If I go buy organic dog food for BB, you’ll know we have a problem

Well. Acadia was lovely. We came home early because my 14-year-old Lab Booker wasn’t doing well. We knew he was old and probably didn’t have long, it was just a question of when would he go downhill. Only a few weeks ago he was still walking around with his puppy rattle in his mouth.

We put him to sleep. He’s gone. BB doesn’t understand. We watched the Daniel Tiger episode where his goldfish dies. We read a book about a dog getting old and dying and we’ve talked about it repeatedly because she keeps asking for him and he’s still dead.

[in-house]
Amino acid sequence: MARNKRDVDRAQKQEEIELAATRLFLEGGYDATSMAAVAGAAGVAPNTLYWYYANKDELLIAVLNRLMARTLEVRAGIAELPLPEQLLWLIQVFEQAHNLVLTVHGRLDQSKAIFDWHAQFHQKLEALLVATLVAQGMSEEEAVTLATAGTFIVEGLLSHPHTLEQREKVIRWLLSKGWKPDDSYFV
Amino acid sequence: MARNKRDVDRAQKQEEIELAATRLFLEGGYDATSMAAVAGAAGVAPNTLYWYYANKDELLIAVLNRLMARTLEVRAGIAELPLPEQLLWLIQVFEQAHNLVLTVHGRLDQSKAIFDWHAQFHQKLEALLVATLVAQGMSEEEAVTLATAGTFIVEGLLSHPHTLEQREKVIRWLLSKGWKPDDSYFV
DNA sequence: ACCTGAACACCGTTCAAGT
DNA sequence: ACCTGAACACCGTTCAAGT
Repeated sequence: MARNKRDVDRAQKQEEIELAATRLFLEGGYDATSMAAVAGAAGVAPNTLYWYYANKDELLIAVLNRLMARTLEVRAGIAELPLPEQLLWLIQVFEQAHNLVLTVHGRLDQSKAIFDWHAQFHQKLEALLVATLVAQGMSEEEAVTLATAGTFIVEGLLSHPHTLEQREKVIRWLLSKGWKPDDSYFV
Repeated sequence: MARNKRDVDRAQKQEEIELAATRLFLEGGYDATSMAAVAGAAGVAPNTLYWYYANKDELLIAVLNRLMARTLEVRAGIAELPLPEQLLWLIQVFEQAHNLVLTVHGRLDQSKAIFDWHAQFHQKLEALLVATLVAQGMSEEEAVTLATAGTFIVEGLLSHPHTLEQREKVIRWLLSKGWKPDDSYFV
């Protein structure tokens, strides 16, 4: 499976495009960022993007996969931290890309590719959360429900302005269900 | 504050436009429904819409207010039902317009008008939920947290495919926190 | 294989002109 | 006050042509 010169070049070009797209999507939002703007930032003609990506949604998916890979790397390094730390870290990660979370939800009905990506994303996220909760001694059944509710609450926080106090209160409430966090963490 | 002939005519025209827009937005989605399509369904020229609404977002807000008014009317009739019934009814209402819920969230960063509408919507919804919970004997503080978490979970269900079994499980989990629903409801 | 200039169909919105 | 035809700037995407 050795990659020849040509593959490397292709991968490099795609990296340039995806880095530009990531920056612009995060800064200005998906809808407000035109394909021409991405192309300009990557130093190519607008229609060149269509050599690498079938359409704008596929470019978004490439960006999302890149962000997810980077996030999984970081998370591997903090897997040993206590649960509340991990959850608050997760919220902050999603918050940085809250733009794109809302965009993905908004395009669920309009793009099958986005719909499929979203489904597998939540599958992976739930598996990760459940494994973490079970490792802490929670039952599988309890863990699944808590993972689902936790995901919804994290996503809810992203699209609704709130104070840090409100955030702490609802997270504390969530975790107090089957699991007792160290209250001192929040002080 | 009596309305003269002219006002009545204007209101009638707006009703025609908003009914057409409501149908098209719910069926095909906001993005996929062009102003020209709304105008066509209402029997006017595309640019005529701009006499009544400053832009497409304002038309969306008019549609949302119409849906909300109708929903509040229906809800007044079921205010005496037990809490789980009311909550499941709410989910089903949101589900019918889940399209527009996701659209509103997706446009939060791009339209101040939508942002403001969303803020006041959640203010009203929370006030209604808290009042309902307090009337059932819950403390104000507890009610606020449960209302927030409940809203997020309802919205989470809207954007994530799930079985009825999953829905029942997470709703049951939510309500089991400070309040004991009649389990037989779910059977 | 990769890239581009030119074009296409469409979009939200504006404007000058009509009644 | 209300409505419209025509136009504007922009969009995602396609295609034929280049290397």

Maybe she’ll remember him. Maybe she’ll remember all the dog food she’s eaten. I read not to make your dead pet’s things disappear immediately. I’ve been putting stuff away here and there. The dog food vanished the fastest. BB holds out her hand and demands,

“Dog food?”

“No. It’s all gone.”

“Dog treat?”

Nice try. Also all gone.

When Booker was alive I’d let BB eat some dog food. That seemed better than dealing with a tantrum every time I fed the dog. But with Booker dead, I can’t see paying $5 for organic blueberries to turn around and give BB the second cheapest dog food that Stop & Shop carries. Sometimes the cheapest if I catch the sales right.

Now BB doesn’t even form a full sentence about him, she just says,

“Booker?”

“Do you remember what we said about him?”

“He’s old and sad and we bury him in the dirt.”

Something like that.

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2008, when he first came home with us and still had his balls

 

 

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